Father and son from Australia spent a decade inventing a plastic hive with a tap for collecting honey – then sold over £1 million worth in 24 hours
Two beekeepers in Australia have invented what is believed to be the world’s first hive that allows fresh honey to be collected without having to disturb the bees and with no threat of stings.
Credited with “revolutionising” beekeeping, Cedar Anderson and his father Stuart borrowed money from friends and family and spent a decade creating a contraption which they say is “easier on the beekeeper and on the bees”.
The pair began selling their invention on a crowdsourcing site and raised $1.7 million (£1.1 million) in the first 24 hours.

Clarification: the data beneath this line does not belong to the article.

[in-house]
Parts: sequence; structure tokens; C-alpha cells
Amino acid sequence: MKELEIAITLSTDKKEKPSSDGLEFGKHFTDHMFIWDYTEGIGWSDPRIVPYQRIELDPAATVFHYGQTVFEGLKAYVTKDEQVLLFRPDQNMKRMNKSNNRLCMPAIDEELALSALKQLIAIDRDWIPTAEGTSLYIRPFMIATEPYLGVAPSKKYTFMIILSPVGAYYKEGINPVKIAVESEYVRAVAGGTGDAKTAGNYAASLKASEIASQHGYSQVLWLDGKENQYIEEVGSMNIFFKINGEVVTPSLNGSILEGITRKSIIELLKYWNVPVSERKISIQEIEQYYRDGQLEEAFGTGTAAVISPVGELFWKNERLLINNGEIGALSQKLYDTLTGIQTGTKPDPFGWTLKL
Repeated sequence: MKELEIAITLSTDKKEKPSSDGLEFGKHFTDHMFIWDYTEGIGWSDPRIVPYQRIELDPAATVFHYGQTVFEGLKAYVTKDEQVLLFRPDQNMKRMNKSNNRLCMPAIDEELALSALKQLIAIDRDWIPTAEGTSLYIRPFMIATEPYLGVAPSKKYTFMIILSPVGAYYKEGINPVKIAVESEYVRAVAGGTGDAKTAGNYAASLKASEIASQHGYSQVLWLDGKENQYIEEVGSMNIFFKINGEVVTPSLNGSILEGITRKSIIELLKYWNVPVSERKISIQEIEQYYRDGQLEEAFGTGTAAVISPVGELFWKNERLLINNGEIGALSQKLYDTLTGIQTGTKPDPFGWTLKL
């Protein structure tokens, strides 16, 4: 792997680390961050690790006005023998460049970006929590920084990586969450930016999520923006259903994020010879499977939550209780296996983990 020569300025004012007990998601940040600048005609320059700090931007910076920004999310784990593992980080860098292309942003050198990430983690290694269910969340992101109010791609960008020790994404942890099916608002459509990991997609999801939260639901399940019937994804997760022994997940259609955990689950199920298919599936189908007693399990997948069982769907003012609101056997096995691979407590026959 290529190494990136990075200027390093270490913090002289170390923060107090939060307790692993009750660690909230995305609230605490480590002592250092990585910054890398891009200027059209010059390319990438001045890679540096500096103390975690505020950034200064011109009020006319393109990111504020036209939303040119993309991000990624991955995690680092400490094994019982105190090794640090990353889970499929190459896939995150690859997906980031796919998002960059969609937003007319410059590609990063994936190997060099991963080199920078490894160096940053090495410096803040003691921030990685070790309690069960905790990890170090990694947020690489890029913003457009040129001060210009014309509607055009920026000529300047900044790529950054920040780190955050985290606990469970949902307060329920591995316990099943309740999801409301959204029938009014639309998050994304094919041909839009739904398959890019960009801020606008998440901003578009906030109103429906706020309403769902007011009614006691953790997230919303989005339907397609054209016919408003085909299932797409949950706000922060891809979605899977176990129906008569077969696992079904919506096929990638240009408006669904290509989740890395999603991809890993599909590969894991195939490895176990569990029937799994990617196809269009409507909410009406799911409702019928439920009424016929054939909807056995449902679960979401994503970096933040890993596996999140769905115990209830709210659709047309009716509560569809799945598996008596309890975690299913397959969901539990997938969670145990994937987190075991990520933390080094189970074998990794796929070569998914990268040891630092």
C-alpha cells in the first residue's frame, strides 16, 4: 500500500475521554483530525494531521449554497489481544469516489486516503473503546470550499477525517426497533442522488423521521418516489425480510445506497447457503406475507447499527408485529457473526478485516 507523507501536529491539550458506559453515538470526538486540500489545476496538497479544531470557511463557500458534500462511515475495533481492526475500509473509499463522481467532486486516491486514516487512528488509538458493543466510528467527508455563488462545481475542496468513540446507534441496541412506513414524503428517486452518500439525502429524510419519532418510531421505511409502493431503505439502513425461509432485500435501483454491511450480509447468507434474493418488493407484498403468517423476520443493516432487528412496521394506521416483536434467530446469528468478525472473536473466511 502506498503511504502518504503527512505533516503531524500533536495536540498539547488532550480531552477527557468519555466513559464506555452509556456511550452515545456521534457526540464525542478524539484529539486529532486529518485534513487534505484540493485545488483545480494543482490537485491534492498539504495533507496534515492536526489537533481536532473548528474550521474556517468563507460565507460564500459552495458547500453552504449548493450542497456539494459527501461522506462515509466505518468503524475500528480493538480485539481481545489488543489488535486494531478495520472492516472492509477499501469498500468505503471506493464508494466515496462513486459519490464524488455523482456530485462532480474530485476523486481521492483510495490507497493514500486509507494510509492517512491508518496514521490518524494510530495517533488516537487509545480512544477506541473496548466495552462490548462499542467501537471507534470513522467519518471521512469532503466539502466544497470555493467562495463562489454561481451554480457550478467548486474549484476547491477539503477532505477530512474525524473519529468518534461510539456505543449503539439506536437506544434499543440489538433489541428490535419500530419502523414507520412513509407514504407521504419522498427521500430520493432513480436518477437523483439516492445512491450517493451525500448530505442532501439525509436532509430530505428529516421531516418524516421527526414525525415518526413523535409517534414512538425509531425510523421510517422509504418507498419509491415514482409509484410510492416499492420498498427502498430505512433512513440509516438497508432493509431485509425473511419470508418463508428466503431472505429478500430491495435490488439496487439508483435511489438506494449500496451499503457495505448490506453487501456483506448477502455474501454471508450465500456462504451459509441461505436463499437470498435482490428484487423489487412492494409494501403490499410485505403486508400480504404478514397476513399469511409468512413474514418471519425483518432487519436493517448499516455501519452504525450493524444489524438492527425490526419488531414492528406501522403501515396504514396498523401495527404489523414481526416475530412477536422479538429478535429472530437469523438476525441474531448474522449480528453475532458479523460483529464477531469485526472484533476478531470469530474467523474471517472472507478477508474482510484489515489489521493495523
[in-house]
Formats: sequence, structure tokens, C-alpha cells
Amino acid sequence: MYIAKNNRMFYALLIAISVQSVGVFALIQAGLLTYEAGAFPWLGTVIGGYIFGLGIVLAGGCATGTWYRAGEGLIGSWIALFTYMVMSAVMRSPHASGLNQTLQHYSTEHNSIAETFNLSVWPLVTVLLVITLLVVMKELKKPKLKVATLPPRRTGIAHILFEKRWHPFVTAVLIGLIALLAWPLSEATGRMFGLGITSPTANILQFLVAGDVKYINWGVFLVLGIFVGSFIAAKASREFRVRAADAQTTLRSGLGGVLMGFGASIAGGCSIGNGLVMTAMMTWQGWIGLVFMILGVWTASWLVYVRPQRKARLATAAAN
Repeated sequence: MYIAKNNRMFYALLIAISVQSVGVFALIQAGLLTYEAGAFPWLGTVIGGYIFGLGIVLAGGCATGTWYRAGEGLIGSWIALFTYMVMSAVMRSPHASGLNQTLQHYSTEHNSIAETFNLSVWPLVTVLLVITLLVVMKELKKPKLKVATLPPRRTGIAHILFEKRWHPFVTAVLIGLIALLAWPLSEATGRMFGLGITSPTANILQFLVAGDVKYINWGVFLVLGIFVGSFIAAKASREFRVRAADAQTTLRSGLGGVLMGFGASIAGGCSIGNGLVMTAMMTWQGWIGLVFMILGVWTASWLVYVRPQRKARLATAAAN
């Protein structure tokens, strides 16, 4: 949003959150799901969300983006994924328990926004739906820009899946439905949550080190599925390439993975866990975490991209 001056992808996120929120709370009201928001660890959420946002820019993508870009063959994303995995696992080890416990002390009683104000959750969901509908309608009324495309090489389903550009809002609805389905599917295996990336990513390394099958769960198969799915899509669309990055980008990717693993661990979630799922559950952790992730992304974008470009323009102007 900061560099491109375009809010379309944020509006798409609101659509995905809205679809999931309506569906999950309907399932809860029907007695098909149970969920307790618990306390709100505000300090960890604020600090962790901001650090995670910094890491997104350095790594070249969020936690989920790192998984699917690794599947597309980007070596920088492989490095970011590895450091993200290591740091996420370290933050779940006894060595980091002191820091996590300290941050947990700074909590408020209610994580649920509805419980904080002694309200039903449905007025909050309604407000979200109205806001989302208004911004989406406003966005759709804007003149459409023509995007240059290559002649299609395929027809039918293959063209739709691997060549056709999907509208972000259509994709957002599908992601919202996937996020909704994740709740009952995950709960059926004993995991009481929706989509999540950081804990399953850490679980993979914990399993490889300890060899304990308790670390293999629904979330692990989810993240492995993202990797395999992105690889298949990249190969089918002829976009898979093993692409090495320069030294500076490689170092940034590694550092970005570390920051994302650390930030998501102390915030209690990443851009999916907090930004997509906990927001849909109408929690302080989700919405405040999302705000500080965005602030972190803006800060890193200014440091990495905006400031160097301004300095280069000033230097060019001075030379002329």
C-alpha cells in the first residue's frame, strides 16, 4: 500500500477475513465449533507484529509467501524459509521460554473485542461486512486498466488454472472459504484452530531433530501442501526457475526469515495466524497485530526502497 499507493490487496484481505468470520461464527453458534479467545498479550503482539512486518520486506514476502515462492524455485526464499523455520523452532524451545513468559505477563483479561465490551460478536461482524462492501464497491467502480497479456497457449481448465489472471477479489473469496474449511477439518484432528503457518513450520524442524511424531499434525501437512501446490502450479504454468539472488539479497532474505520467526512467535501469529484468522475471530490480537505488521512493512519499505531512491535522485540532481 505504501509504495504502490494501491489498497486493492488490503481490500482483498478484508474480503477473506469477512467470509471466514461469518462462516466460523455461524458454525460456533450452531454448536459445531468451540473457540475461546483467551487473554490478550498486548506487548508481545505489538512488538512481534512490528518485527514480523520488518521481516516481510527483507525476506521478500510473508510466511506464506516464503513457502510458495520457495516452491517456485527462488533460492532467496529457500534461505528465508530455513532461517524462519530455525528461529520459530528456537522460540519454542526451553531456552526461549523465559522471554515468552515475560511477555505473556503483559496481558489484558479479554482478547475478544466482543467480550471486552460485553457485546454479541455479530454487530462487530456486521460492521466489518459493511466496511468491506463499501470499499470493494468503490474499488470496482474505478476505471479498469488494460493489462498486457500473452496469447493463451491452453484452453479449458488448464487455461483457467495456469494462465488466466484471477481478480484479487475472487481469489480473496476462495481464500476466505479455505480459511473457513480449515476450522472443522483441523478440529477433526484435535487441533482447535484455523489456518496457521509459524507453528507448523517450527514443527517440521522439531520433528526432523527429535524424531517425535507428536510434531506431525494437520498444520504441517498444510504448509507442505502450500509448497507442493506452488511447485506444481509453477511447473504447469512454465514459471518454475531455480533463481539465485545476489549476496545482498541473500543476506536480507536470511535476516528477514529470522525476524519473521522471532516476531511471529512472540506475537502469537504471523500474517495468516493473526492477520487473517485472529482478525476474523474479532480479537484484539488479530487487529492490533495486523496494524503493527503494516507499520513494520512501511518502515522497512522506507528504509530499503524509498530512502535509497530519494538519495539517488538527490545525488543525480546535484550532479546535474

“It is incredible – I am shocked,” Stuart Anderson, 60, a former social worker, told The Telegraph. “I didn’t anticipate how many people must have been hovering, waiting for something like this.”
The father and son team – both amateur inventors – come from a long line of backyard beekeepers near the popular surfing and tourist destination of Byron Bay in northern New South Wales.
Their contraption, called the Flow Hive, consists of plastic artificial honeycomb cells in which the bees leave honey before sealing the cells with wax. A lever then splits the wax and turns the cells to create zigzagging channels for the honey to flow out via a tap into a trough below.
Mr Anderson said his grandfather would “rob” honey from hives in trees on neighbouring properties and his father began keeping bees legally in the garden.
He and his son have long kept hives in their backyard – handing out honey to friends – and began searching for a better way to extract the honey.